The Pacific and New Zealand
Is there any other country that marks the voting day with a well-earned “democracy sausage” or celebrates its national holiday the same way it makes a weekend trip to the hardware store? Nothing could better capture Australian culture than to look at other nations with their lavish and solemn barbeque feasts and respond, “No, I’ll be fine with a sausage on bread and swimming in the pool, buddy.” The skill of grilling is also practiced underground in the Pacific islands and in the Maori culture of New Zealand. In the traditional hangi (NZ), lovo (Fiji), and umu (Samoa) cooking methods, the meat roasts, steams, and pressure cooks for a distinct flavor.
The famed campground at the Basin at the Ku-ring-gai Chase National Park is still another preferred option among residents and visitors alike, not just because of its large picnic and BBQ sites with nice views and a set of well-kept grill facilities all around. For outdoor cooking, The Basin provides free use of its gas and electric barbecue facilities; if you prefer a wood grill, they also offer firewood to go with it.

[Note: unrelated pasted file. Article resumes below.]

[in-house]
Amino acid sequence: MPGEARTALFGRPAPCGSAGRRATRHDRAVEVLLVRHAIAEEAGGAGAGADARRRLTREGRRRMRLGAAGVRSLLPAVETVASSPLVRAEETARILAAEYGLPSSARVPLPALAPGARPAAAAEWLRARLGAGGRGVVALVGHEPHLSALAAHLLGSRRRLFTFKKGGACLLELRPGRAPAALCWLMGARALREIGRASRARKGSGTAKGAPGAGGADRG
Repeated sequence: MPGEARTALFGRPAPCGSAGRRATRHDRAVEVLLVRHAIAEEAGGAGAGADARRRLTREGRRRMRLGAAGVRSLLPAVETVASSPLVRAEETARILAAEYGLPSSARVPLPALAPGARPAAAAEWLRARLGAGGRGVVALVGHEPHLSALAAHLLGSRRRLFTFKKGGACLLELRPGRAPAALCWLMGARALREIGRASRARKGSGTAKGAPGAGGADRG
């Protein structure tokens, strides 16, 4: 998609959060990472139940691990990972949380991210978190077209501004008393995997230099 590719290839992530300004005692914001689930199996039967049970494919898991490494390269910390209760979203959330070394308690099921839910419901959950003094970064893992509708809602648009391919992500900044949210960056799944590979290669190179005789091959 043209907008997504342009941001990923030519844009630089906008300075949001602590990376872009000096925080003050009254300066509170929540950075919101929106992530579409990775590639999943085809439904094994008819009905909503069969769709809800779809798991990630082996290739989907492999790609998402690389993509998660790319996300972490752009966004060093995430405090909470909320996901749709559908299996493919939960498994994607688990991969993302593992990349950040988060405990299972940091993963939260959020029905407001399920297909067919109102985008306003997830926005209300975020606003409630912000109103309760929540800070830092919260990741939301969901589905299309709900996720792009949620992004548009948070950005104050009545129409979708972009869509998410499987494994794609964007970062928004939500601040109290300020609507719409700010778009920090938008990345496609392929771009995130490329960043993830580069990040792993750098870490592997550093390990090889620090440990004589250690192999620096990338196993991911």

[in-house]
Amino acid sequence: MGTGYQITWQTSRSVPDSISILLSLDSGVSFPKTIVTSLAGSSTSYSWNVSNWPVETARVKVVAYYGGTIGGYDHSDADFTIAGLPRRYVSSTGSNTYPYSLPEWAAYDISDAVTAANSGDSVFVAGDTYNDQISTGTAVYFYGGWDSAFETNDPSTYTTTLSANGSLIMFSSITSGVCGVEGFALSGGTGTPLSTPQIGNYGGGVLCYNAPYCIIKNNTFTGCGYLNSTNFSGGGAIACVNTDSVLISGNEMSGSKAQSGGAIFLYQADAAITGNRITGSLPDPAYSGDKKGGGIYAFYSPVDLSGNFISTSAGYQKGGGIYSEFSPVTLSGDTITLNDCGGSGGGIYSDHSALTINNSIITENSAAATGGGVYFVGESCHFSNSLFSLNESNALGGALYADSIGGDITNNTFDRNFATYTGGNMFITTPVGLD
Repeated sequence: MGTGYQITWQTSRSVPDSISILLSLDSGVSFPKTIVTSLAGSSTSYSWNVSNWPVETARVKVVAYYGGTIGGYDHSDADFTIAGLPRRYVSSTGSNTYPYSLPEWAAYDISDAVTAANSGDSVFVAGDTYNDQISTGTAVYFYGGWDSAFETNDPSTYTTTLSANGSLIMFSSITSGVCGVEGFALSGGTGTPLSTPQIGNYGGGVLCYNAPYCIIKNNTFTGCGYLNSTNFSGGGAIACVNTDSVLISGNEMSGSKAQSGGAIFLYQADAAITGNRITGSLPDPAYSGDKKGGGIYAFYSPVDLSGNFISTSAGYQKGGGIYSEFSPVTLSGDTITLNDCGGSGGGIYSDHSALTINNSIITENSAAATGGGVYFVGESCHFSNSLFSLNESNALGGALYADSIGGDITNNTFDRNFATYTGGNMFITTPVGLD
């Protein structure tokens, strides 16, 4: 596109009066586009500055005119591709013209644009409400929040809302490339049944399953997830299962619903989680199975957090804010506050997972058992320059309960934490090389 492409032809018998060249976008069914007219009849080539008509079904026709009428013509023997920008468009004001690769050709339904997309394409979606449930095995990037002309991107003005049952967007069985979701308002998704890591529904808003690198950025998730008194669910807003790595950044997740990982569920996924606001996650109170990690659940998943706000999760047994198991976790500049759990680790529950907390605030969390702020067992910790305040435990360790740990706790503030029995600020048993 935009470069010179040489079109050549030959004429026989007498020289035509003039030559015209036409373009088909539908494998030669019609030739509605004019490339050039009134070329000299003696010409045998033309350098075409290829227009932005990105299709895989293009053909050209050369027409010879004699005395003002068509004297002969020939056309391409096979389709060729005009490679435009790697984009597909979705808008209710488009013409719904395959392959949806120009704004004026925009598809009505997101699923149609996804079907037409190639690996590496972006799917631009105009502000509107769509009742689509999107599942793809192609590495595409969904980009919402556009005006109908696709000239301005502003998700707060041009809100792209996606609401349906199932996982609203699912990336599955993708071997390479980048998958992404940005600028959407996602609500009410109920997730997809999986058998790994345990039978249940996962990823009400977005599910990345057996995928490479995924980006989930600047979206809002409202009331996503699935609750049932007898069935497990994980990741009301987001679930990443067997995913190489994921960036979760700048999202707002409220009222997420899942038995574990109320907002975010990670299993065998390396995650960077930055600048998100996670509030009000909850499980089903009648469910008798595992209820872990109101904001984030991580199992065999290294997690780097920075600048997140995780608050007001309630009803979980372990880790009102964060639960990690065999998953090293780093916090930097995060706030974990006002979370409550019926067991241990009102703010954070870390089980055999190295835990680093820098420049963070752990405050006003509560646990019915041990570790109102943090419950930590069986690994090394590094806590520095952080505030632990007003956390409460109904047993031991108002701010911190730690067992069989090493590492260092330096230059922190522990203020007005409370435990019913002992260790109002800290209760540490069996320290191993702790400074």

Everyone can enjoy various activities at the Basin, including swimming, hiking, and water sports. You can stay at the campgrounds close by if you wish to turn your BBQ into a camping excursion. It’s one of Sydney’s top locations for outdoor activities, animal viewing, and grilling. Brisbane, which has beautiful coastline vistas, gardens, and beaches, won’t fall behind also when it comes to barbecues. Families may physically unwind here by setting up a lawn chair, grabbing a few tall cans, and having a barbecue in the cool, shaded picnic areas that relieve the oppressive Brisbane heat.
Speaking of survival, these techniques can really come in handy in challenging situations or, perhaps, regular outdoor hangouts where you choose to cook using traditional methods.
Make sure you go through and grab some basic traditional outdoor cooking instincts; you can never tell when the knowledge will be useful!